Discussion and Corrections
1. The actor who played the head of Sector 7 in Transformers was Michael O’Neill.
2. Comic-Con schedule.
1. Laura Vandervoort cast as Supergirl in Smallville.
2. Heroes receives 8 emmy nominations.
3. Heroes named Program of the Year by the TCA.
4. Seth Rogen is in talks for Green Hornet.
5. Seth Rogen wants Stephen Chow for Kato.
6. Gavin Hood (Tsotsi) directing Wolverine.
7. Fox registers wolverineorigins.com and magnetoorigins.com
8. Transformers box office.
9. Jonah Hex news.
10. Who Wants to be a Superhero starts this week.
1. Watchmen casting…again.
2. Dark Knight teaser.
3. Ray Stevenson (Rome) starring in Punisher 2.
4. Avi Arad confirms Sam Jackson in Iron Man (Nick Fury) cameo? Hilary Swank too?
John Constantine began life as a supporting character in Alan Moore’s successful and groundbreaking run on Swamp Thing. The story goes that Moore created the character at the behest of the book’s artists, who wanted to draw a character that looked like the musician Sting. Constantine was envisioned as a streetwise master of magic, foregoing the wooden dialogue and cheesy mysticism of Marvel’s Dr. Strange in favor of a much more contemporary, urban sensibility. The character proved so popular that DC soon spun him off into his own series, Hellblazer, which became one of the founding titles of the progressive Vertigo line (along with Swamp Thing, Neil Gaiman’s Sandman and Grant Morrison’s Animal Man and Doom Patrol) and is the only one to have enjoyed an uninterrupted publishing run to this day.
The series’ longevity is likely a result of the strong personality of its main character and his ability to consistently attract some of the top talent in comics, including writers Jamie Delano, Grant Morrison, Neil Gaiman, Garth Ennis, Eddie Campbell, Paul Jenkins, Warren Ellis and Brian Azzarello, and artists John Ridgeway, Dave McKean, Sean Phillips and Steve Dillon, among others. Each creative team has brought their own unique viewpoint to the character, but Constantine has remained consistent in his characterization throughout the 19-year run of the title.
The current issue begins writer Andy Diggle’s second story arc, and it sees a return to the dark urban horror of the Jamie Delano years. Diggle’s bleak script follows a fairly standard formula for Hellblazer stories, but is no less effective for it: an already horrific situation is made only slightly worse through demonic interference as a group of teenaged hooligans begin a destructive rampage at the behest of the supernatural entity that is controlling their leader. Constantine arrives halfway through the story and, sensing that something is amiss, decides to investigate. Diggle has a good handle on Constantine’s character, which is of course the most important element of any Hellblazer story. The dark artwork by Leonardo Manco and especially the muted color palette used by colorist Lee Loughridge complement the writing nicely and give the story the atmosphere of urban decay that always sets Hellblazer apart from DC’s other supernatural fantasy titles.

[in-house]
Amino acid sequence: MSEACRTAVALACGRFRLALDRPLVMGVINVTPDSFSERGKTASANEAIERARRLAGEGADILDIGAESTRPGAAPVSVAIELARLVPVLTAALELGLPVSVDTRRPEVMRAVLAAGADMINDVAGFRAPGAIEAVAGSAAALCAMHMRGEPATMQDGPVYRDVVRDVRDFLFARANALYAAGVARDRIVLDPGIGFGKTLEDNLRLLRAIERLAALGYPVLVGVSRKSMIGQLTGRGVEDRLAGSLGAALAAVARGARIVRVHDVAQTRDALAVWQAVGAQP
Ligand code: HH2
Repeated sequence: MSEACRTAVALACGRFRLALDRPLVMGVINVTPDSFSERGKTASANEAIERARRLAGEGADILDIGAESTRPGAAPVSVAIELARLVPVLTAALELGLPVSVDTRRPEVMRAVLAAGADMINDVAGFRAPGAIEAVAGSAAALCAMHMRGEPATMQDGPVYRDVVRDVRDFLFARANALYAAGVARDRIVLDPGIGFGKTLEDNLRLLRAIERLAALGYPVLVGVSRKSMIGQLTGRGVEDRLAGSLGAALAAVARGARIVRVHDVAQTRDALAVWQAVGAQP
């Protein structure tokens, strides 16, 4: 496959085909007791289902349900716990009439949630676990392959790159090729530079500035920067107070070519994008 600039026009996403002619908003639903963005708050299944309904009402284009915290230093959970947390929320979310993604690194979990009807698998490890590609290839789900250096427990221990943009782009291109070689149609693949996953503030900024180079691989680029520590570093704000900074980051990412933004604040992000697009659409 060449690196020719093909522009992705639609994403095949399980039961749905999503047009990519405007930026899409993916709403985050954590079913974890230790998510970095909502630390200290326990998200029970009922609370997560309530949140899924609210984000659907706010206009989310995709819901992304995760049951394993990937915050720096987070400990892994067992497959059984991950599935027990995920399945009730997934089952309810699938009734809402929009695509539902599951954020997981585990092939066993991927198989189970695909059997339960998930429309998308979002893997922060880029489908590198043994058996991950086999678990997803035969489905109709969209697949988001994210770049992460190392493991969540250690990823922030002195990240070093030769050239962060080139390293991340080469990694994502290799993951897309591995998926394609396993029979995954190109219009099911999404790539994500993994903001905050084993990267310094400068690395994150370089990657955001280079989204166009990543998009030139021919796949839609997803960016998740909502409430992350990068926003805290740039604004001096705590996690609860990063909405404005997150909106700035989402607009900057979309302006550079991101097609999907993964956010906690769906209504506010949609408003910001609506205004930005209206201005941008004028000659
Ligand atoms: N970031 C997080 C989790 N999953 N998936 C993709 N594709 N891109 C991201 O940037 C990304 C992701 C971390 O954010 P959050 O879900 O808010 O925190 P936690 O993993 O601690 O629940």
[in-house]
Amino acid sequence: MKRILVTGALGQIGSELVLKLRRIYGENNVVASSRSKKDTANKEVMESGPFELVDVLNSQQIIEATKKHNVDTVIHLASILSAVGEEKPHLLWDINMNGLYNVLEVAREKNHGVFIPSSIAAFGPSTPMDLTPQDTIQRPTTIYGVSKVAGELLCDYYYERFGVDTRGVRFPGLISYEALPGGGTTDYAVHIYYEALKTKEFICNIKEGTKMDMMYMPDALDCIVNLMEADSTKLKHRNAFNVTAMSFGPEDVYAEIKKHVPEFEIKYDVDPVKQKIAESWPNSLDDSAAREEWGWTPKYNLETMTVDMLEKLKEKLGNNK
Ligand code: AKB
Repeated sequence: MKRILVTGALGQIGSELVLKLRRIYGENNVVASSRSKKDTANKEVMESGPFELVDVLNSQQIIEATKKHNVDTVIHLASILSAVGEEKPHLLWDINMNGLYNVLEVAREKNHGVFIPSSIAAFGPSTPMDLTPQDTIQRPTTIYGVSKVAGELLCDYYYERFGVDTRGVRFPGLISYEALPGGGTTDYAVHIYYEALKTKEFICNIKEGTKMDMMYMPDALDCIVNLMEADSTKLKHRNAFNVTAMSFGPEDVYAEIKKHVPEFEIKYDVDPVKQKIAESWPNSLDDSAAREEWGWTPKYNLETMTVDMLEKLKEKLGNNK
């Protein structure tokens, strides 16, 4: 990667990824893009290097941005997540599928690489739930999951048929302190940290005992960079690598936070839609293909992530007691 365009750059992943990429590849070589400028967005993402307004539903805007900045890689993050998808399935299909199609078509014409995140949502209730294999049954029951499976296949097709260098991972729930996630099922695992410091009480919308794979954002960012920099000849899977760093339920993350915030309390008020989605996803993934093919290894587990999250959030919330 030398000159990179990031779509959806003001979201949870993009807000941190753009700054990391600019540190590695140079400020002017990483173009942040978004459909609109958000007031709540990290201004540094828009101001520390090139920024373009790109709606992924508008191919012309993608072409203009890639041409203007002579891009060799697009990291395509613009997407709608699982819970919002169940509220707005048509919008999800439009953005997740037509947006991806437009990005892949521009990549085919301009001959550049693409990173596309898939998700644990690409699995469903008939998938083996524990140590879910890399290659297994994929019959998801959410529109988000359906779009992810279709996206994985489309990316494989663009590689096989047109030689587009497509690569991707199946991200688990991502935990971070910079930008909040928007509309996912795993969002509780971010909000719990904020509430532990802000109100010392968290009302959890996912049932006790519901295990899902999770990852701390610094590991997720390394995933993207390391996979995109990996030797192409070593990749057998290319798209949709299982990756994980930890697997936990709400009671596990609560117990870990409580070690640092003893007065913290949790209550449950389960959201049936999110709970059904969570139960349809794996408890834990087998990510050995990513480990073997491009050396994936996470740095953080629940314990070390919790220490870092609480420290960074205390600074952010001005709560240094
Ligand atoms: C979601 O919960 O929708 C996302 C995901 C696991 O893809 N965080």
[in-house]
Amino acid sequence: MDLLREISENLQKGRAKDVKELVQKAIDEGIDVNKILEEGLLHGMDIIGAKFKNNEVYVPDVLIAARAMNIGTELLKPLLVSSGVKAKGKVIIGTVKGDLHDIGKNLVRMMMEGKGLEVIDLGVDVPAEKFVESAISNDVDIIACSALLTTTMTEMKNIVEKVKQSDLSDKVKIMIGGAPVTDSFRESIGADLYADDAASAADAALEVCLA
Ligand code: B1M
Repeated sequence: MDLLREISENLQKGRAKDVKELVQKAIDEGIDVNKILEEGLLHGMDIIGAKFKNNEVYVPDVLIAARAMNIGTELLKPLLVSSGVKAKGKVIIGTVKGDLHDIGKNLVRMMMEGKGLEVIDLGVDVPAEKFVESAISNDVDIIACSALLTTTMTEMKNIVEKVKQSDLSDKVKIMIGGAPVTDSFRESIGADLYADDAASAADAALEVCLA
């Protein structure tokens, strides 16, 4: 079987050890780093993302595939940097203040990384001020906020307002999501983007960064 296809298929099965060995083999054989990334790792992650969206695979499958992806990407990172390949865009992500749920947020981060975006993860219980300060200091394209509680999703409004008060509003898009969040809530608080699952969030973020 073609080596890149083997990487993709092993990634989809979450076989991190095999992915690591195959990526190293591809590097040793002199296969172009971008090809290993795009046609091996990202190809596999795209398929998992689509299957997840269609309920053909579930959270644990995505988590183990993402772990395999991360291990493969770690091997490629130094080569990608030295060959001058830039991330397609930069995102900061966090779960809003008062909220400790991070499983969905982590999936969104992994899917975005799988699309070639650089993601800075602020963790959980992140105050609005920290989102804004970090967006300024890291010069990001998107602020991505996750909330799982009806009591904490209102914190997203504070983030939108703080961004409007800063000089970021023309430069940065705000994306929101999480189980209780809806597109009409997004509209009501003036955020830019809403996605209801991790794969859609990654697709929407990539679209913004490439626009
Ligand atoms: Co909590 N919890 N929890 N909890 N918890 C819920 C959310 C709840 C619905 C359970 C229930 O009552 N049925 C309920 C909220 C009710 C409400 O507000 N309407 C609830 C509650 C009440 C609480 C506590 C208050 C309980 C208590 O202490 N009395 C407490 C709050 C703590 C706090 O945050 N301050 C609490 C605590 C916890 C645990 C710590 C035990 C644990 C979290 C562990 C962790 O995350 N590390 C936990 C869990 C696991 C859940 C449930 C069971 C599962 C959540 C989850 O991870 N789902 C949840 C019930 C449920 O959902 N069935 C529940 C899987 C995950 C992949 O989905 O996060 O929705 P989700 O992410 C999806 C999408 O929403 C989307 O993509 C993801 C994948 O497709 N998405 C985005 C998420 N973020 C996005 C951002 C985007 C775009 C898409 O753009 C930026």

As the first part of a new story this is as good an issue as any for new readers. For a book with such a long history, Hellblazer has acquired little in the way of continuity baggage and is an easy series to jump into. And it is always a satisfying read.
Categories: Blog, Reviews Tags: Andy Diggle, Brian Azzarello, Dave McKean, Dr. Strange, Eddie Campbell, Garth Ennis, Grant Morrison, Hellblazer, Jamie Delano, John Ridgeway, Lee Loughridge, Leonardo Manco, Neil Gaiman, Paul Jenkins, Sandman Morrison, Sean Phillips, Steve Dillon, Sting, Strange, Warren Ellis, alan moore, musician, writer
This week’s pick: Justice League of America #11, written by Brad Meltzer, illustrated by Gene Ha, lettering by Rob Leigh and color by Art Lyon.
So far, the current Justice League of America series has been characterized by huge, epic storylines featuring a lot of different characters, so it was nice to see a stand-alone single issue story. The story is a simple character piece featuring only two characters and one setting across all 22 pages, a welcome change of pace from the previous JLA storylines, which have featured long, convoluted plots and a ridiculous number of guest stars.
The story finds Red Arrow (formerly Arsenal) and Vixen trapped in a collapsed building. The action and conflict in the story are entirely psychological, as the two characters take turns doubting their abilities in the face of what seems like a hopeless situation. We get to see a glimpse into the minds and motivations of both characters, but primarily of Red Arrow, Green Arrow’s former sidekick who has no super powers of his own but nevertheless chooses to fight alongside the more powerful members of the League. Over the course of the story we also discover a point of continuity concerning Vixen’s malfunctioning powers (she can channel the abilities of any animal) which will no doubt lead to a future storyline.